BY ATS KIUCHI
Mayumi Tsutakawa, daughter of internationally famous artist and sculptor, George Tsutakawa, is the featured speaker for the May 9 Japanese Cultural and Community Center (JCCCW) monthly “Omoide” program. Ms. Tsutakawa is an educator, journalist, author and activist from the prominent and talented Seattle family.
“We are extremely pleased to have Ms. Tsutakawa give an insight to her famous father, multi-talented brothers and her own record of leadership in the arts, women’s and civil rights,” said Dee Goto, “Omoide (memories)” program director. A sansei (third generation Nikkei), she was born and raised in Seattle, attended Franklin high school and holds a masters degree from the University of Washington.
Her father was a kibei- American born and educated in Japan. He returned when he was 16 and attended Broadway high school. He began his career in the arts while attending UW, specializing in oil and sumi painting. He received his Master of Fine Arts from UW. He taught Art and Architecture, retiring after 34 years.
Soon after the onset of World War 2, Mr. Tsutakawa was drafted in the US Army. He served as a Japanese language instructor in Military Intelligence Service in Minnesota. While visiting friends and relatives at Tule Lake Incarceration Center, he met his future wife, Ayame. They married in 1947.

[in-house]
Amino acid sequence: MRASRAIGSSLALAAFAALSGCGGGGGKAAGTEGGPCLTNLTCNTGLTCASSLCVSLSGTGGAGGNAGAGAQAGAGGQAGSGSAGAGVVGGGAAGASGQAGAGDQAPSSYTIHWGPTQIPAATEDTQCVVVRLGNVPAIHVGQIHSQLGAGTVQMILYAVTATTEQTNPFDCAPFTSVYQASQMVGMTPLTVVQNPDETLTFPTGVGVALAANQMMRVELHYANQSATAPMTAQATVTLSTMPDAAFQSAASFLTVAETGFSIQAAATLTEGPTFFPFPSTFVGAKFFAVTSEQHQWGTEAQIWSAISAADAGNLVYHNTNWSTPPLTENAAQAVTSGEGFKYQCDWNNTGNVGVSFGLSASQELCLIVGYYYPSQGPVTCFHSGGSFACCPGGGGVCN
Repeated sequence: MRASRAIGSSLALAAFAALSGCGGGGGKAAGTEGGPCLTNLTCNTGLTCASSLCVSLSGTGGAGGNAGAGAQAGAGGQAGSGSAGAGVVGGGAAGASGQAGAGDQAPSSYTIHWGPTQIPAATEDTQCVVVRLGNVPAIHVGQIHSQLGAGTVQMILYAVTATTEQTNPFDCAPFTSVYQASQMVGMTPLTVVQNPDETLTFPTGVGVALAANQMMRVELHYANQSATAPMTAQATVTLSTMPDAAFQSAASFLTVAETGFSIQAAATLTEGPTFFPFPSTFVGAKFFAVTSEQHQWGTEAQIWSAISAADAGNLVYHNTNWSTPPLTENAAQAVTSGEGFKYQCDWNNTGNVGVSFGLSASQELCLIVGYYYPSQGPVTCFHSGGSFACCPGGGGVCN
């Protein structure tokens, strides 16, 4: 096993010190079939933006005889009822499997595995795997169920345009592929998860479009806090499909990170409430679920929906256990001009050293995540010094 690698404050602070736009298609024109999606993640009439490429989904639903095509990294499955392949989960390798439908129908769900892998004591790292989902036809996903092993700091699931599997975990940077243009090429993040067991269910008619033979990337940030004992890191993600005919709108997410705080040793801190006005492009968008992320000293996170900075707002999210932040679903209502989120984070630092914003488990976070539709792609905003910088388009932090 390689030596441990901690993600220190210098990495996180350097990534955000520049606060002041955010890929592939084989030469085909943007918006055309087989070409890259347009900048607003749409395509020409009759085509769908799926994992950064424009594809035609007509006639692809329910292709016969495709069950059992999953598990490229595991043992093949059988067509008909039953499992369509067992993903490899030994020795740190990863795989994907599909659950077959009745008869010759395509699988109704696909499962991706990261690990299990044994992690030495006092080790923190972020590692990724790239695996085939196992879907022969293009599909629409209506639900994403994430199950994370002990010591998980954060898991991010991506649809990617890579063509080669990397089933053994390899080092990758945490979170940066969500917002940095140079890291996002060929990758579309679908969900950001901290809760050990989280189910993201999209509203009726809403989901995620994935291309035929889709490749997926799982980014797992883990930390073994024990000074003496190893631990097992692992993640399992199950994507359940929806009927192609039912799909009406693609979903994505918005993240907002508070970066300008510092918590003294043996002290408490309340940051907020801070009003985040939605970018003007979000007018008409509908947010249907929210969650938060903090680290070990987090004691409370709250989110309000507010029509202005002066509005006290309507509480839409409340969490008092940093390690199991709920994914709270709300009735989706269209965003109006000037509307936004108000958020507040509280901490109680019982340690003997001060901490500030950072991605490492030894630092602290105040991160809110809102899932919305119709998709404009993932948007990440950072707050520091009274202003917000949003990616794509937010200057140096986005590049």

Their children are: Gerard, 1947, apprenticed with his father and is an accomplished sculptor; Mayumi, 1949, currently with the Washington State Arts Commission and Wing Luke Museum; Deems, 1951, noted NW Jazz pianist; and Marcus, 1954, music director of Garfield high school’s renowned orchestra.
George Tsutakawa is best known for his avant-guarde bronze, stainless steel and aluminum fountains. He designed, built and installed 75 fountains in the U.S., Canada and Japan.
Locally, best known are his sculptures at the downtown Seattle Public Library and the WW2 Memorial for the incarcerated Japanese- Americans at the Washington State Fairgrounds in Puyallup (“Camp Harmony”). He died December, 1997, at 87.
Ms. Tsutakawa will speak from 1 pm to 2 pm at the Omoide program at the JCCCW Building #1, 14l4 South Weller street. The public is invited. The event is free.
From 2- 3pm, the Omoide “Writers Read” workshop will be held. The public is invited to participate in this monthly writing class. The program is an effort to encourage and assist Nikkei to write their unique family histories for future generations.
Additional information can be available by contacting: www.JCCCW.org by calling 206-568-7114